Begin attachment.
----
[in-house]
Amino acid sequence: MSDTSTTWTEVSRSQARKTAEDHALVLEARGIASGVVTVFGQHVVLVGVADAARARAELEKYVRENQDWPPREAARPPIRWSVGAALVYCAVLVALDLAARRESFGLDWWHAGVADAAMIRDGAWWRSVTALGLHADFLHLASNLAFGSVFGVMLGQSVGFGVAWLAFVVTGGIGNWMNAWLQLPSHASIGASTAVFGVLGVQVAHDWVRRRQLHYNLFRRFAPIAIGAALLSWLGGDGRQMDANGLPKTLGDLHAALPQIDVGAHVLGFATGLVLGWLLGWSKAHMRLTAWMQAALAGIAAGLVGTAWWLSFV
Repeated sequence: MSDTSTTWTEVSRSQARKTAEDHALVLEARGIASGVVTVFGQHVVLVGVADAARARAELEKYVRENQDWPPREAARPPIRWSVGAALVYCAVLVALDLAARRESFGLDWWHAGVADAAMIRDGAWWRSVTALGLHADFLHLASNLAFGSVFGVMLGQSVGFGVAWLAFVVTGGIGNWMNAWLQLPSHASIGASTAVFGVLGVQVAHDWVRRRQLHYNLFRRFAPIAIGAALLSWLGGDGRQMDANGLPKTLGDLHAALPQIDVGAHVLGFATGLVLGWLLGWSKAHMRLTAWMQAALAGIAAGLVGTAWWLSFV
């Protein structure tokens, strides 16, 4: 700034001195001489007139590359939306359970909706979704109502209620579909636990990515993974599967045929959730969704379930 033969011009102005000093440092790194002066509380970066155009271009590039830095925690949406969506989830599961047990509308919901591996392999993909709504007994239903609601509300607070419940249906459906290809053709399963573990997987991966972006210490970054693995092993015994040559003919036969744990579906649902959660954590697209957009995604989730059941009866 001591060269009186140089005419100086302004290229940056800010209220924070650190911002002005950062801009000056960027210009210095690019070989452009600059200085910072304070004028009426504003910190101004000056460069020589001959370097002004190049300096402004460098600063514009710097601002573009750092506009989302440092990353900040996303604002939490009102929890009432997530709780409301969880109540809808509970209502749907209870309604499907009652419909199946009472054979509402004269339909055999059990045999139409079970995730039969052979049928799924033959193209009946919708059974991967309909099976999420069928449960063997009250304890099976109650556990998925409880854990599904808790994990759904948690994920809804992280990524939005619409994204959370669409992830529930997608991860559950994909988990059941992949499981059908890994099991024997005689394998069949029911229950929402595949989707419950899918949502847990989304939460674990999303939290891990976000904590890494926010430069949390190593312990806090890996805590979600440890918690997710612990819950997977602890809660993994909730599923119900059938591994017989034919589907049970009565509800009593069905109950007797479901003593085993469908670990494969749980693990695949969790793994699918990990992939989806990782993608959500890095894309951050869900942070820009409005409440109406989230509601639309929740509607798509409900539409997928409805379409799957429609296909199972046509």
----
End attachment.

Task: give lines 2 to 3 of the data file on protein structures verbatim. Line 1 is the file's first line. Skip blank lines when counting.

Amino acid sequence: MSDTSTTWTEVSRSQARKTAEDHALVLEARGIASGVVTVFGQHVVLVGVADAARARAELEKYVRENQDWPPREAARPPIRWSVGAALVYCAVLVALDLAARRESFGLDWWHAGVADAAMIRDGAWWRSVTALGLHADFLHLASNLAFGSVFGVMLGQSVGFGVAWLAFVVTGGIGNWMNAWLQLPSHASIGASTAVFGVLGVQVAHDWVRRRQLHYNLFRRFAPIAIGAALLSWLGGDGRQMDANGLPKTLGDLHAALPQIDVGAHVLGFATGLVLGWLLGWSKAHMRLTAWMQAALAGIAAGLVGTAWWLSFV
Repeated sequence: MSDTSTTWTEVSRSQARKTAEDHALVLEARGIASGVVTVFGQHVVLVGVADAARARAELEKYVRENQDWPPREAARPPIRWSVGAALVYCAVLVALDLAARRESFGLDWWHAGVADAAMIRDGAWWRSVTALGLHADFLHLASNLAFGSVFGVMLGQSVGFGVAWLAFVVTGGIGNWMNAWLQLPSHASIGASTAVFGVLGVQVAHDWVRRRQLHYNLFRRFAPIAIGAALLSWLGGDGRQMDANGLPKTLGDLHAALPQIDVGAHVLGFATGLVLGWLLGWSKAHMRLTAWMQAALAGIAAGLVGTAWWLSFV